It all ‘adds up’, when human emotions, stresses, illnesses, the affects of thought processes, lifestyle, habitat, weather, and eating habits are considered to a rather complex set of incalculable variants that no single computer can break down into a ten week wonder course on finding your ideal wine partner for life. Though in the search for a dollar, some do try.

A great idea which I haven’t seen it in action yet and would be enthralled to find out about is called The Wine Sign. Currently, this French method(e) is being introduced worldwide. It (cl)aims to help wine lovers better identify the types of wines they like. In a structured and predictable experiential session they seek to help clients identify what they like and then apply that to the process of selecting of wines. In a world of so much choice amid a dizzying array of non-uniform presentational formats it may just be the tool to guide some consumers through what many perceive to be a social minefield. Gobble-dee-gook?

wine made simple…?

This is what says: Nowadays, for wine consumers who want to buy wine, the most difficult thing to do is to choose a wine that fits their needs and taste buds, but in order to do so, they need to taste it. This is a daunting task, it could take an entire lifetime to taste each and every one of them, but of course, there are short-cuts. Most people probably know if they prefer red wines or white wines. They maybe even know whether they like red wines with lots of tannins or not. Of course, these criteria help a lot with the selection of wine but other classifications are definitely welcome. Here is a brief description of the Wine Sign concept and an analysis on the influence it has on wine business.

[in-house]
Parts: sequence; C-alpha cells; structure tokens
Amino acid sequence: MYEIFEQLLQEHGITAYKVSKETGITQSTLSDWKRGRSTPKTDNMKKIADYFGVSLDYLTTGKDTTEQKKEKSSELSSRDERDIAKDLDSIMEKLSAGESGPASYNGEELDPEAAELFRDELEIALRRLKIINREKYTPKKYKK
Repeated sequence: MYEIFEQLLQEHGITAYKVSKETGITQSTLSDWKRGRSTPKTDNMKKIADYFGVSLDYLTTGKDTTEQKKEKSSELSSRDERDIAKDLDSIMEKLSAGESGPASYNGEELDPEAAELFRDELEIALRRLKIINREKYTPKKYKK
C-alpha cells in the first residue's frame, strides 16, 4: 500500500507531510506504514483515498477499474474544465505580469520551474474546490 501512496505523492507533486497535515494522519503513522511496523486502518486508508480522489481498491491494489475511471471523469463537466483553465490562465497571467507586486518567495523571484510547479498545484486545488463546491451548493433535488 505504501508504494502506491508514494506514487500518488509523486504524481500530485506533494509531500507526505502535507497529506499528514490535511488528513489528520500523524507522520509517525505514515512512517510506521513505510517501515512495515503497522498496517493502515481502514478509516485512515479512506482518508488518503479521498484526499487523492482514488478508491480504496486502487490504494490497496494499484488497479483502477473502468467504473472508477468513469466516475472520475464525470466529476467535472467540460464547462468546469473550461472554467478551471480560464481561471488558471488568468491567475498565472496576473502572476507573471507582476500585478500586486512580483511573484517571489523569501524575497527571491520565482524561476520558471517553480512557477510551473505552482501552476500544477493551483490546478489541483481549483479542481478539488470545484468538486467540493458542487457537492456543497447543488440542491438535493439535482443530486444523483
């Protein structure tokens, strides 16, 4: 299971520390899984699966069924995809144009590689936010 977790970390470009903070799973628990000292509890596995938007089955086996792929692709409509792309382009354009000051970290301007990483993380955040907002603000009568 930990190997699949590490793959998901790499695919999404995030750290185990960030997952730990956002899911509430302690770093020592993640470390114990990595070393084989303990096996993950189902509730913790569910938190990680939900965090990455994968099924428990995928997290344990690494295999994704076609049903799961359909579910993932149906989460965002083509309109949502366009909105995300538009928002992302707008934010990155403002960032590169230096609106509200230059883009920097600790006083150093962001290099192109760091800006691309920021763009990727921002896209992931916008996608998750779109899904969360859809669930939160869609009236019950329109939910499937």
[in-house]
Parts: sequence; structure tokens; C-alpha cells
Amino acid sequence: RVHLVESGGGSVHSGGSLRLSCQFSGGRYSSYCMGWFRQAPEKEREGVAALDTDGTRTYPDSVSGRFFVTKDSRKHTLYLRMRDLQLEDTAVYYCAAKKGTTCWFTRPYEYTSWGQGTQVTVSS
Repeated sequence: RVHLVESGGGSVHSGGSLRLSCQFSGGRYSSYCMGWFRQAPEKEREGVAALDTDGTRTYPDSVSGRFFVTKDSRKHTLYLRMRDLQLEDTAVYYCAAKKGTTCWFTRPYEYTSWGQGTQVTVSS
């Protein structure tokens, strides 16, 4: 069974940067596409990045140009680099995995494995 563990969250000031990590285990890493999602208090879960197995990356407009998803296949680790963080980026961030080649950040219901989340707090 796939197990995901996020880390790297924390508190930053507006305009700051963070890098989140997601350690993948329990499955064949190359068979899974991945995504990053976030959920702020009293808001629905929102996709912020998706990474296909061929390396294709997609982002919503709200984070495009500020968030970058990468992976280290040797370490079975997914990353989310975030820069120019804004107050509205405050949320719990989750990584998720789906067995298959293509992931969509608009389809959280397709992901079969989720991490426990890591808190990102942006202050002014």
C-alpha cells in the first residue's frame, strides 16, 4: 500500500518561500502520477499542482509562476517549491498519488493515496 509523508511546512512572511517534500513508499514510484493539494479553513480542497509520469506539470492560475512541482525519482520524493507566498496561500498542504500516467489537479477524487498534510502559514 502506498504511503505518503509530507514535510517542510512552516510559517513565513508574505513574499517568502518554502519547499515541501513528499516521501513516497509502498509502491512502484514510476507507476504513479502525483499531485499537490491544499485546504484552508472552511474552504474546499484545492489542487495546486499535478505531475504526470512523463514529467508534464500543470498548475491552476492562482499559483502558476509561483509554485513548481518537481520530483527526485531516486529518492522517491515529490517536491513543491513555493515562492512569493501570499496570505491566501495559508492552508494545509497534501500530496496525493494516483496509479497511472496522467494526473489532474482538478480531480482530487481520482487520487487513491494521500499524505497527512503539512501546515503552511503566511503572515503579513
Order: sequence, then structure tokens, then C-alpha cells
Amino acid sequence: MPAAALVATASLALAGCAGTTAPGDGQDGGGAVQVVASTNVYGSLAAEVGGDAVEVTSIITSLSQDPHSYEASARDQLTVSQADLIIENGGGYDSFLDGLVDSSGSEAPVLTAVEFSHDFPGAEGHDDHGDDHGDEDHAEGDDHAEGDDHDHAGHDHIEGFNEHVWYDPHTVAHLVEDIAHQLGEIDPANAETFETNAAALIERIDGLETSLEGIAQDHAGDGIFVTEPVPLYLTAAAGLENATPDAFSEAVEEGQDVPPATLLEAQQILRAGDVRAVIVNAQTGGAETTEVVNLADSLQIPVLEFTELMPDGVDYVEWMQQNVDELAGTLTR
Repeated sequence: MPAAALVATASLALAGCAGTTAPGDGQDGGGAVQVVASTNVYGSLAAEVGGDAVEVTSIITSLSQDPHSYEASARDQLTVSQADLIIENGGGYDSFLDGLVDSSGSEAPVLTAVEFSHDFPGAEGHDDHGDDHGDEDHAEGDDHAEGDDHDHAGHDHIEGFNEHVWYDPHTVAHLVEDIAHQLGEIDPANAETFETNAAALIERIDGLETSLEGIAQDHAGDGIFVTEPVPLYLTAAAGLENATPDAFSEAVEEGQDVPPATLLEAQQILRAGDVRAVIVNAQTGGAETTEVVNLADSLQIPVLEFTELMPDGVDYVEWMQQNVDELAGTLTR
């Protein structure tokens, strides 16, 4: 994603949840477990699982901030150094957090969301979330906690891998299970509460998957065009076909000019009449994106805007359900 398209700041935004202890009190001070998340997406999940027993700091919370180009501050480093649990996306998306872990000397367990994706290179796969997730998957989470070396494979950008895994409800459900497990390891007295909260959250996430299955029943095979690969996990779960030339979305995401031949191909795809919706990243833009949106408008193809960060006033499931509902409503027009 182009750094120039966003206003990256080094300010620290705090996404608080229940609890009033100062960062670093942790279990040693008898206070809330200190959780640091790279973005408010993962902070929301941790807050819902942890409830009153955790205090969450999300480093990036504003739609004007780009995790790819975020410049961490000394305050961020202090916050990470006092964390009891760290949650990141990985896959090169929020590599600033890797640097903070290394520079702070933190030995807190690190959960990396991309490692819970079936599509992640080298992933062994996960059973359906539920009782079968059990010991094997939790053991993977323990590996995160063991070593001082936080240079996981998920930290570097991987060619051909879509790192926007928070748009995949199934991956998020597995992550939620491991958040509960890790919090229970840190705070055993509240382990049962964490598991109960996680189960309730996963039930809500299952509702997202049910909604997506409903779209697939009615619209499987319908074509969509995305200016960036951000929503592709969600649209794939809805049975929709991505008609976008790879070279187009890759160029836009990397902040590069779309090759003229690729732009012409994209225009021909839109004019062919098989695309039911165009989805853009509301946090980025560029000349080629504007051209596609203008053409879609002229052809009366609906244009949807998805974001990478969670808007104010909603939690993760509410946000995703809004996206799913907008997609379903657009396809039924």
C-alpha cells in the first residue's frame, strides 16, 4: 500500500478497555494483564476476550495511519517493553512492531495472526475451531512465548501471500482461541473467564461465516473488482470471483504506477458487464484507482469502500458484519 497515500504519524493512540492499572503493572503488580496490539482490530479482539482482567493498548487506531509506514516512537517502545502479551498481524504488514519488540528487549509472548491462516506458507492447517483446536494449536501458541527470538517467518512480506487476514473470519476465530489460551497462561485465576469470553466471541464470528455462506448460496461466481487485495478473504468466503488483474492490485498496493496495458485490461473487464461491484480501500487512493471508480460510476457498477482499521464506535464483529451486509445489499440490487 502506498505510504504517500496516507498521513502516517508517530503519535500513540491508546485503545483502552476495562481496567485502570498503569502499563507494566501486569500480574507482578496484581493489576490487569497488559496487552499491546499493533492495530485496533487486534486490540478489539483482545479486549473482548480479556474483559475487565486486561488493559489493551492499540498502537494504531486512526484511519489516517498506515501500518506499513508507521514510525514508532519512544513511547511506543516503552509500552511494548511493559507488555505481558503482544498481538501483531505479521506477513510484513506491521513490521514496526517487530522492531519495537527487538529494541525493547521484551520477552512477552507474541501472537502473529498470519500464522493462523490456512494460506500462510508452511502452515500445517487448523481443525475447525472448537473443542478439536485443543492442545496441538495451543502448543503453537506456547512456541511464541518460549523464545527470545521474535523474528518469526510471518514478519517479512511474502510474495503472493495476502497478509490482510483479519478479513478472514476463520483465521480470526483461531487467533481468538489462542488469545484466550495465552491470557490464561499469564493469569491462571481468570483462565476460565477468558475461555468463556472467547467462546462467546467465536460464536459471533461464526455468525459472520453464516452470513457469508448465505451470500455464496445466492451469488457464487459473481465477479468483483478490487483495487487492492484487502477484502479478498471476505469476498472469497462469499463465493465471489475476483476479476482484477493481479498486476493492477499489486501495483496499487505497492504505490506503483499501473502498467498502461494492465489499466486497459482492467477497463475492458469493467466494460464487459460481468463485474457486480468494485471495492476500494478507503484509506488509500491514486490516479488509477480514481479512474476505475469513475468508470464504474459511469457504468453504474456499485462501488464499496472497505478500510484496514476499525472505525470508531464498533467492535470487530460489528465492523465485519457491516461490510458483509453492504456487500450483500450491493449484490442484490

I shall watch the development of The Wine Sign with interest to see if it’s something likely to take off; and become a real a benefit to consumers (or just a silly ruse). I have nagging doubt about all the desire to make wine ‘simple’. I really hope the search for the ultimate ‘Wine: Made Simple‘ or ‘Idiots guide to buying wine’ doesn’t dumb down the wine experience for anyone , actually, because I for one am actually quite proud of how I have learned about wine; trial and improvement. I think its better sometimes when you have to work at something. After effort, everything (everything!) is better appreciated.

“Move out of your comfort zone. You can only grow if you are willing to feel awkward and uncomfortable when you try something new.” Brian Tracy

The Wine Man December 2011

Next time: we look at how our tier system for wine gives a simple guiding hand. great chemistry and joy comes from…

If you can’t wait that long here are some ideas to help you get cracking with coming to grips with what pleasures are out there in the world of wine to be experienced. We have put together a number of mixed cases to help our customers (and the eager but apprehensive lurkers) in Shanghai make inroads into the many styles of wine available in the world. No longer be fixed to a single country or a single grape!

Go here to see more.